This book analyzes the roots of Irish social and sexual conservatism and the dramatic change in one of the most basic areas of human experience: how we understand our roles as men and women. It looks at the relationship between sexual and cultural dissent and the long, slow role of culture in generating change. Meaney offers the first major study that sets the relationship between national and gender identities in the context of analysis of Irish identity as white identity, tracing the identification of female sexuality with foreign threat in nationalist discourse and its consequences in contemporary representations of immigrant women and their children. The study presents an extended analysis of the relationship between feminism and nationalism, and between gender and modernism. Analyzing the role of Joyce in contemporary culture and Yeats and Synge in the understanding of tradition, it also sets their work in the context of their less known female contemporaries and challenges conventional understandings of the Irish literary tradition. The book concludes with an analysis of the relationship between race and masculinity in Irish characters in US and British culture, from Patriot Games to Rescue Me and The Wire, The Romans in Britain to M.I.5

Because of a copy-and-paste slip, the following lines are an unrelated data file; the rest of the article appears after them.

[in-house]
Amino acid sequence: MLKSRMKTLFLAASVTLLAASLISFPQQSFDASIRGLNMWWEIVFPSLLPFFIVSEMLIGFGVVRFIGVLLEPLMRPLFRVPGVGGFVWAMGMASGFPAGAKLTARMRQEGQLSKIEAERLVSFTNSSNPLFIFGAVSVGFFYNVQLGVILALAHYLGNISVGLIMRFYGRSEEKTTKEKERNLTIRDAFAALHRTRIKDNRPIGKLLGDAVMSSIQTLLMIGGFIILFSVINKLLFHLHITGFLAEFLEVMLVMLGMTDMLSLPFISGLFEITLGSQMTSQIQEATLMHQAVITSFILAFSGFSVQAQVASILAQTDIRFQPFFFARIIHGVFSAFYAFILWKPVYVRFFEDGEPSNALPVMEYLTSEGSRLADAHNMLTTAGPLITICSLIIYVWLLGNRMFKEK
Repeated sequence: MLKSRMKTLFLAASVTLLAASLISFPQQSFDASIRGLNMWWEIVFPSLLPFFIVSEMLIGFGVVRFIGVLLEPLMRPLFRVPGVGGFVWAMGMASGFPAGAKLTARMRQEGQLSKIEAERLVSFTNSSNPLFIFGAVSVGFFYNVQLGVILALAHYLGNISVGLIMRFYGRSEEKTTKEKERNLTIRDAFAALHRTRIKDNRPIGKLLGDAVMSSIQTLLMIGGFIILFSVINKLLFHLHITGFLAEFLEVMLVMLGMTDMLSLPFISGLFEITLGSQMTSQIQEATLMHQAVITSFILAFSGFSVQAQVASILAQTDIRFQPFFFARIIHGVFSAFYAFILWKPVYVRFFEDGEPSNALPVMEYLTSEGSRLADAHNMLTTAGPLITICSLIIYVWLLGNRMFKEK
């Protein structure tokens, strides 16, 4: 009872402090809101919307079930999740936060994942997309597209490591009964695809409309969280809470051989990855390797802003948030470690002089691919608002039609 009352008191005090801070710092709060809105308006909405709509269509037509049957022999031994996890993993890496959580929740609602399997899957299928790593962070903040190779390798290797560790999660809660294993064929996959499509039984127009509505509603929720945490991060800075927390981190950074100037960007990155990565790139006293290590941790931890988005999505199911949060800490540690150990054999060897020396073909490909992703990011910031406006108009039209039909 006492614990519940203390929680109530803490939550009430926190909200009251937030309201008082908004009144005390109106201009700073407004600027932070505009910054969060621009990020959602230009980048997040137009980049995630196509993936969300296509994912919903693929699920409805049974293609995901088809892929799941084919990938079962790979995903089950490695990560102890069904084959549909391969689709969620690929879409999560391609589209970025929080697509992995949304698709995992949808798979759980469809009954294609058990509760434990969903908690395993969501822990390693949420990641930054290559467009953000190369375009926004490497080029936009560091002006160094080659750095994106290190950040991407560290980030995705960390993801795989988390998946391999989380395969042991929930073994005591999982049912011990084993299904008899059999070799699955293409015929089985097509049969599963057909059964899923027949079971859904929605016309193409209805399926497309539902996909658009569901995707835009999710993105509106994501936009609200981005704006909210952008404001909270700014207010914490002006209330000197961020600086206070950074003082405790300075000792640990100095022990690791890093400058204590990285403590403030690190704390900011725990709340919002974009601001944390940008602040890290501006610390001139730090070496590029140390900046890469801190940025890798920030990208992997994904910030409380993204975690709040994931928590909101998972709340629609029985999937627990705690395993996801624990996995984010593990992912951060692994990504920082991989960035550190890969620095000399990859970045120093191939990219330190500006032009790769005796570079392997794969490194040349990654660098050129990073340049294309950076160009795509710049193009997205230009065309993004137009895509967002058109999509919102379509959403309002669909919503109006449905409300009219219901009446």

Table of Contents
Introduction Part I: Race, Women and Nation Chapter One: Virgin Mother Ireland Chapter Two: Landscapes of Desire: Women and Ireland in Twentieth Century Film Chapter Three: Feminisms, Nationalisms and Identities: Gender and Dissent Part II: Writing, Bodies, Canons Chapter Four: Modernism and the Gender of Writing Chapter Five: Haunting James Joyce: Invisible Bodies Chapter Six: The Sons of Cuchulainn: Violence, the Family, and the Irish Canon Part III: Race, Masculinity and Popular Culture Chapter Seven: The Devil’s Own Patriot Games: The Troubles and the Hollywood Action Movie Chapter Eight: Masculinity and Ethnicity: The Wire and Rescue Me Chapter Nine: The Undercover Irishman: Extimating National Anxiety Conclusion Notes Bibliography Index
Gerardine Meaney is Professor of Cultural Theory at UCD Dublin and the author of (Un)Like Subjects: Women, Theory, Fiction.